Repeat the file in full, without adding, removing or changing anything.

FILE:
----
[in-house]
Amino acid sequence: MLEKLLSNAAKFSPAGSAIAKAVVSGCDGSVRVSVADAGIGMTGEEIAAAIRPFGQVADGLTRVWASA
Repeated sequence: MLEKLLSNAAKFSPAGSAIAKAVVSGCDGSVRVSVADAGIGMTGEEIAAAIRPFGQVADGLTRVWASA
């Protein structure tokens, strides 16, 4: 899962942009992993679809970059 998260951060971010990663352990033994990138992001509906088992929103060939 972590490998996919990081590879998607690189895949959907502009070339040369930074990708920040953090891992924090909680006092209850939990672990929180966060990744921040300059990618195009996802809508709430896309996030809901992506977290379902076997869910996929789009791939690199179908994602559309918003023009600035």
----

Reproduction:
[in-house]
Amino acid sequence: MLEKLLSNAAKFSPAGSAIAKAVVSGCDGSVRVSVADAGIGMTGEEIAAAIRPFGQVADGLTRVWASA
Repeated sequence: MLEKLLSNAAKFSPAGSAIAKAVVSGCDGSVRVSVADAGIGMTGEEIAAAIRPFGQVADGLTRVWASA
């Protein structure tokens, strides 16, 4: 899962942009992993679809970059 998260951060971010990663352990033994990138992001509906088992929103060939 972590490998996919990081590879998607690189895949959907502009070339040369930074990708920040953090891992924090909680006092209850939990672990929180966060990744921040300059990618195009996802809508709430896309996030809901992506977290379902076997869910996929789009791939690199179908994602559309918003023009600035």